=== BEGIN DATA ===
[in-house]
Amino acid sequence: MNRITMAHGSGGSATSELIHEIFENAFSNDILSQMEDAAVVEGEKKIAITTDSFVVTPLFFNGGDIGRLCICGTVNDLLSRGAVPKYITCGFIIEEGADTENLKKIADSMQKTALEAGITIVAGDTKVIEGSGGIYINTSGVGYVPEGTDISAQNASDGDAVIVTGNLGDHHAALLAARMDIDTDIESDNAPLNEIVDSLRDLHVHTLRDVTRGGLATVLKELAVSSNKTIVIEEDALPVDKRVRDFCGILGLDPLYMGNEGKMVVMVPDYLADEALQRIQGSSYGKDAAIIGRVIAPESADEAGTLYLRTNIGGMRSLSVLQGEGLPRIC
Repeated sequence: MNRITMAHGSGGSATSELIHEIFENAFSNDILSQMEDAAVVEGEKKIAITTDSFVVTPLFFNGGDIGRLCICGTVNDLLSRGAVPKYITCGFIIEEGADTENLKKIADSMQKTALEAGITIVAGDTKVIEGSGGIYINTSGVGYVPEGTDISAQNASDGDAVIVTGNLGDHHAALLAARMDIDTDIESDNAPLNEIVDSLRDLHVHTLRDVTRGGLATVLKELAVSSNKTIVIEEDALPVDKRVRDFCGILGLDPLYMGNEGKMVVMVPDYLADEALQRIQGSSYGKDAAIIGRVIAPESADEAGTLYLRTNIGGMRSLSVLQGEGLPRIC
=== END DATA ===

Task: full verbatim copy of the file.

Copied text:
[in-house]
Amino acid sequence: MNRITMAHGSGGSATSELIHEIFENAFSNDILSQMEDAAVVEGEKKIAITTDSFVVTPLFFNGGDIGRLCICGTVNDLLSRGAVPKYITCGFIIEEGADTENLKKIADSMQKTALEAGITIVAGDTKVIEGSGGIYINTSGVGYVPEGTDISAQNASDGDAVIVTGNLGDHHAALLAARMDIDTDIESDNAPLNEIVDSLRDLHVHTLRDVTRGGLATVLKELAVSSNKTIVIEEDALPVDKRVRDFCGILGLDPLYMGNEGKMVVMVPDYLADEALQRIQGSSYGKDAAIIGRVIAPESADEAGTLYLRTNIGGMRSLSVLQGEGLPRIC
Repeated sequence: MNRITMAHGSGGSATSELIHEIFENAFSNDILSQMEDAAVVEGEKKIAITTDSFVVTPLFFNGGDIGRLCICGTVNDLLSRGAVPKYITCGFIIEEGADTENLKKIADSMQKTALEAGITIVAGDTKVIEGSGGIYINTSGVGYVPEGTDISAQNASDGDAVIVTGNLGDHHAALLAARMDIDTDIESDNAPLNEIVDSLRDLHVHTLRDVTRGGLATVLKELAVSSNKTIVIEEDALPVDKRVRDFCGILGLDPLYMGNEGKMVVMVPDYLADEALQRIQGSSYGKDAAIIGRVIAPESADEAGTLYLRTNIGGMRSLSVLQGEGLPRIC